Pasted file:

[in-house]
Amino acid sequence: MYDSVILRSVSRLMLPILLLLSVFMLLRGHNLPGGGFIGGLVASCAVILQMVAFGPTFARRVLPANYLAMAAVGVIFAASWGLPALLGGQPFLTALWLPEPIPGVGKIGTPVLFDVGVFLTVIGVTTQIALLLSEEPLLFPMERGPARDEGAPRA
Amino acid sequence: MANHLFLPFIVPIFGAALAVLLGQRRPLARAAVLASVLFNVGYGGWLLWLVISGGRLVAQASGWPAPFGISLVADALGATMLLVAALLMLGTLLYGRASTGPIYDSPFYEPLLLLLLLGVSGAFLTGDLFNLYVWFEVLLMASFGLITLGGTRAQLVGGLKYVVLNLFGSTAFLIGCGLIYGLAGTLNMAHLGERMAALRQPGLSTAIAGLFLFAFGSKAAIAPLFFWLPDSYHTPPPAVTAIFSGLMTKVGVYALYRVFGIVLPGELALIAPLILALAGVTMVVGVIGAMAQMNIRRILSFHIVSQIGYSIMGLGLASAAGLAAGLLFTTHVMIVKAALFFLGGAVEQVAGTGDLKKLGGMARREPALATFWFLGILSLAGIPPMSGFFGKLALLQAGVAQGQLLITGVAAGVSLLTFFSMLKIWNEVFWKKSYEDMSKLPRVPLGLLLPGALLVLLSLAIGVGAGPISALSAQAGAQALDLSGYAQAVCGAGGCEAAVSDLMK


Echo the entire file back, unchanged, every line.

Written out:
[in-house]
Amino acid sequence: MYDSVILRSVSRLMLPILLLLSVFMLLRGHNLPGGGFIGGLVASCAVILQMVAFGPTFARRVLPANYLAMAAVGVIFAASWGLPALLGGQPFLTALWLPEPIPGVGKIGTPVLFDVGVFLTVIGVTTQIALLLSEEPLLFPMERGPARDEGAPRA
Amino acid sequence: MANHLFLPFIVPIFGAALAVLLGQRRPLARAAVLASVLFNVGYGGWLLWLVISGGRLVAQASGWPAPFGISLVADALGATMLLVAALLMLGTLLYGRASTGPIYDSPFYEPLLLLLLLGVSGAFLTGDLFNLYVWFEVLLMASFGLITLGGTRAQLVGGLKYVVLNLFGSTAFLIGCGLIYGLAGTLNMAHLGERMAALRQPGLSTAIAGLFLFAFGSKAAIAPLFFWLPDSYHTPPPAVTAIFSGLMTKVGVYALYRVFGIVLPGELALIAPLILALAGVTMVVGVIGAMAQMNIRRILSFHIVSQIGYSIMGLGLASAAGLAAGLLFTTHVMIVKAALFFLGGAVEQVAGTGDLKKLGGMARREPALATFWFLGILSLAGIPPMSGFFGKLALLQAGVAQGQLLITGVAAGVSLLTFFSMLKIWNEVFWKKSYEDMSKLPRVPLGLLLPGALLVLLSLAIGVGAGPISALSAQAGAQALDLSGYAQAVCGAGGCEAAVSDLMK